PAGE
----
Analysis: absurd cholera declaration reveals Mugabe’s fear

cholera_-_children.jpg Do not make the mistake of thinking the Zimbabwe president is unhinged - he is simply trying to avert a war of his own making.

To the uninitiated, President Mugabe's declaration today that he had
stopped the cholera epidemic in Zimbabwe may seem like the remarks of a
deluded old tyrant living out his last day's in a parallel world.

As hundreds of his countrymen succumb to the deadly disease and
thousands more are infected – with no government effort to stop the
outbreak – he has simply declared the crisis over.

In a country where he controls all the media, persecutes the opposition
and bans foreign journalists, who is to challenge his absurd
pronouncements?

But it would be a mistake to imagine that Mr Mugabe is unhinged or
unaware of what is happening in Zimbabwe. His remarks are based on a
perceptive assessment of the situation and reveal that he is more
concerned than he lets on.

Ever since Mr Mugabe decided to use violence and intimidation as a
means to stay in power, he has been very careful to apply force
expertly. While the lives of his fellow Zimbabweans have been ruined –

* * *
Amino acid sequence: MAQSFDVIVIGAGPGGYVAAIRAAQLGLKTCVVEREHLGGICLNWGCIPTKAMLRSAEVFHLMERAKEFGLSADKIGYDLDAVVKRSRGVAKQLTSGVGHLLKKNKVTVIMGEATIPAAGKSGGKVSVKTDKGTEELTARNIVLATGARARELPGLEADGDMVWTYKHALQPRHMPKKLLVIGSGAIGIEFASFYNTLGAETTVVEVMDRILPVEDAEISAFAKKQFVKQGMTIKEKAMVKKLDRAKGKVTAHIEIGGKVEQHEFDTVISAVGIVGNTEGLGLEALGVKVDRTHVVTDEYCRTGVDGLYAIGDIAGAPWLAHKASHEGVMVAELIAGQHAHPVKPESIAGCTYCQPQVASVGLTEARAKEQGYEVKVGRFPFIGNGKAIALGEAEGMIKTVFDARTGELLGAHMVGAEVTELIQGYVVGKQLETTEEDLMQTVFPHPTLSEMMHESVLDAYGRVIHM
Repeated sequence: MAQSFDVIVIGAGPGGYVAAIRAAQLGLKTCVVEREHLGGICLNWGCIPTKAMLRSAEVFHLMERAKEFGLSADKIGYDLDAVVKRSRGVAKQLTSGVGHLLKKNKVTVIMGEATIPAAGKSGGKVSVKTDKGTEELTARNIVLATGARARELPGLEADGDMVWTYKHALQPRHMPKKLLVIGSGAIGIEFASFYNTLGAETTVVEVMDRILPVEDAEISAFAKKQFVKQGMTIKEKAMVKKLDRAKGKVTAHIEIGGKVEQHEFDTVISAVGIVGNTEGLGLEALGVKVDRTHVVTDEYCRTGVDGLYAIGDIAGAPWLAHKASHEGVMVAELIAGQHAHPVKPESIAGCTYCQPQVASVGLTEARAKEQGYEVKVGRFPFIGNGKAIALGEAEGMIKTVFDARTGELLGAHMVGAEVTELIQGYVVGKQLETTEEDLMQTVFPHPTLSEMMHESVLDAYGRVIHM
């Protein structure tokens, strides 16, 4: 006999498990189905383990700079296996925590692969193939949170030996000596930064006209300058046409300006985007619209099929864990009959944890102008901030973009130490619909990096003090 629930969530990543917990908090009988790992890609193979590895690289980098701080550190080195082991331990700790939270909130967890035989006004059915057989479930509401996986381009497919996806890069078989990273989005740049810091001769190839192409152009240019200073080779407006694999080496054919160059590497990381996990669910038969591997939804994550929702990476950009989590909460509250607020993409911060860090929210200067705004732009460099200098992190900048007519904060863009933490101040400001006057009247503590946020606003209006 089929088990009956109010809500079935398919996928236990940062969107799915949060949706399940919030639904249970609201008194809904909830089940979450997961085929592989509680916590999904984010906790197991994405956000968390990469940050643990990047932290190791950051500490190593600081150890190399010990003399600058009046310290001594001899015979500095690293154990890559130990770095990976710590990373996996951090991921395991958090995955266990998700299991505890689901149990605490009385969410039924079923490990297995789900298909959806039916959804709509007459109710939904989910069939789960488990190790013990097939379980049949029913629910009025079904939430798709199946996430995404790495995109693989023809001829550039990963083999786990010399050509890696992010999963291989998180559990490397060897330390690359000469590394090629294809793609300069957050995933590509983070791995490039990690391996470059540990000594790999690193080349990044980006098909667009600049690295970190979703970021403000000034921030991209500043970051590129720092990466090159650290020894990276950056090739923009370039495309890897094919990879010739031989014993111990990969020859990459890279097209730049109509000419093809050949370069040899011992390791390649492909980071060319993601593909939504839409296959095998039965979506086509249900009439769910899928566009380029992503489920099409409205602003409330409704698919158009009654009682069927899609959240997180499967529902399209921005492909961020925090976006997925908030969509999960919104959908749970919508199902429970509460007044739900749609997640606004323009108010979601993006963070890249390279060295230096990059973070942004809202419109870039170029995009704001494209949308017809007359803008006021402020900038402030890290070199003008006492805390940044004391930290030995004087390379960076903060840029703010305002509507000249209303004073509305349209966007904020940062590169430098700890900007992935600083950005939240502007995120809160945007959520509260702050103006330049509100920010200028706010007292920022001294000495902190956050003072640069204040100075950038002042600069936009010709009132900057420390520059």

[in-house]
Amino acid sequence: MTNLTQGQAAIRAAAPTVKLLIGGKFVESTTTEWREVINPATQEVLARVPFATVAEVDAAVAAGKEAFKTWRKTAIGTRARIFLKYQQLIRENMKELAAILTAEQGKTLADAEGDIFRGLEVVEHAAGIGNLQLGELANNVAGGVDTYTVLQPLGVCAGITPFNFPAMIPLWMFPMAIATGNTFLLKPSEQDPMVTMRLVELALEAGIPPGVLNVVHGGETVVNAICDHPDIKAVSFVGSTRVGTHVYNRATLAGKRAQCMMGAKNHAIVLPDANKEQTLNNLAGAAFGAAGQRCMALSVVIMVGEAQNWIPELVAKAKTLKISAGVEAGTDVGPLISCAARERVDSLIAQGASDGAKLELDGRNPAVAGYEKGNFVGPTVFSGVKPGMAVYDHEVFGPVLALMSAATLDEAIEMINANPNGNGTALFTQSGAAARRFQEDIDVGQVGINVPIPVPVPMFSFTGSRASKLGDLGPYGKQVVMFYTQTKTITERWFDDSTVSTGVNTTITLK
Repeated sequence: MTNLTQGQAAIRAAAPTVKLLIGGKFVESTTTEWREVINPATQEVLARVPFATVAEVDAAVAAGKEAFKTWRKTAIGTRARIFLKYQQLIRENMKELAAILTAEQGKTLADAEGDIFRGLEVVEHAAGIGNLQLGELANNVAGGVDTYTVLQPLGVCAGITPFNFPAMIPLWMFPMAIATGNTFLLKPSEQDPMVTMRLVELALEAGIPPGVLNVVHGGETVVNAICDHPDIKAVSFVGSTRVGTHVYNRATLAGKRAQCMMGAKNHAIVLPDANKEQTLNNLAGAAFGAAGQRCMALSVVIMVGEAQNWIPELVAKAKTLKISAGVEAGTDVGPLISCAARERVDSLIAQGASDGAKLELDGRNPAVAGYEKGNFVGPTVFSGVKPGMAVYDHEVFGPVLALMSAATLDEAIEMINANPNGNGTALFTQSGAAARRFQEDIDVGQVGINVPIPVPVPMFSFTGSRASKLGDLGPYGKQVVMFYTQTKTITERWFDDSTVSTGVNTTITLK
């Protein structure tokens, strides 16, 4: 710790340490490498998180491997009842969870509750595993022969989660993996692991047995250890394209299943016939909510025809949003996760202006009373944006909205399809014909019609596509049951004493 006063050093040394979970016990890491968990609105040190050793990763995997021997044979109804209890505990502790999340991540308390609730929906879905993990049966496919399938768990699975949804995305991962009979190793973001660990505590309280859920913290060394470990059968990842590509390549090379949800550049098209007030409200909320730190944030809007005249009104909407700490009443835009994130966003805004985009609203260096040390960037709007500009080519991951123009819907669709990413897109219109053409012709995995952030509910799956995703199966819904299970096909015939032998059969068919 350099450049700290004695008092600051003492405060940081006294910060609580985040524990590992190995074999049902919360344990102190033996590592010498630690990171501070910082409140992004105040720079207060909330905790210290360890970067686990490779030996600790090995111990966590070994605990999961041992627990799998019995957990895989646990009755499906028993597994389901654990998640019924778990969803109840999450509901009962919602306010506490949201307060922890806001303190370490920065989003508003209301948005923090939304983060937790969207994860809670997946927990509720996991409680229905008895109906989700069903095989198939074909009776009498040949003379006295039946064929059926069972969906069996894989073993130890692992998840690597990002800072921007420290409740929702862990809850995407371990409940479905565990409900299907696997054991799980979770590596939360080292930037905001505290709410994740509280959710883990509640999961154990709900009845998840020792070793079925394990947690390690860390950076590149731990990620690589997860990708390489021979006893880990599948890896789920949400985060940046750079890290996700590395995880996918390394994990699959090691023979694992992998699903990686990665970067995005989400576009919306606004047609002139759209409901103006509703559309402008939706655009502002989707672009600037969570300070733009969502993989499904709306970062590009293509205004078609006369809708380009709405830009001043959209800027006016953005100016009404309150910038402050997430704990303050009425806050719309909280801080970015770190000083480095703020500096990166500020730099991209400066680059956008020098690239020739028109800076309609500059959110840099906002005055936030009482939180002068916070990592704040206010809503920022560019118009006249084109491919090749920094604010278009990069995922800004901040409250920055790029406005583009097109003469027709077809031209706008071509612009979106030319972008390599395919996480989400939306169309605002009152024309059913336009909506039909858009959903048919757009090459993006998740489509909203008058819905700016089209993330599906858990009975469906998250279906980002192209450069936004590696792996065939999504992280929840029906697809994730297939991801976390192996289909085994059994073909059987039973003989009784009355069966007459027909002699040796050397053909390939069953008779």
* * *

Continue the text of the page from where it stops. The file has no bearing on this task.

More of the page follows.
and millions have fled abroad – he has until now largely contained the
problem within the country's borders.

This has made it far more difficult for his opponents in London and
Washington to press for international intervention, which is usually
justified because a country poses a threat to the security of an entire
region.

Certainly the regional superpower South Africa has shown no appetite
for intervening in Zimbabwe. Moscow and Beijing, who can and have
vetoed resolutions on Zimbabwe, have similarly insisted that it is not
the business of the outside world to interfere in Zimbabwe's internal
affairs.

The cholera epidemic changes all that. The disease has now spread into South Africa and threatens other neighbours.

Unfortunately for Mr Mugabe, the easy ride he has enjoyed for the past
decade of violence, corruption and mismanagement could soon be over. A
new leadership in South Africa under Jacob Zuma, the head of the ruling
African National Congress, is unlikely to be as a patient as Thabo
Mbeki. Privately Mr Zuma has let it be known that he cannot stand Mr
Mugabe.

There will soon be a new president in the White House. Unlike his
predecessors he is half African and, as The Times recently revealed,
his own grand-father took part in the liberation movement against
British rule in Kenya. Barack Obama will be much more difficult to
dismiss as an agent of Western imperialism.

Put this together and Mr Mugabe may fear that his enemies will use the
cholera epidemic to justify a humanitarian intervention in his country,
possibly backed by troops covered by UN mandate (as they were in
Bosnia).

Mr Mugabe put his finger on the problem today when he said: Now there is no cholera there is no case for war.

We know his first premise is ridiculous. He must know that his conclusion is also wrong.

Richard Beeston, Foreign Editor

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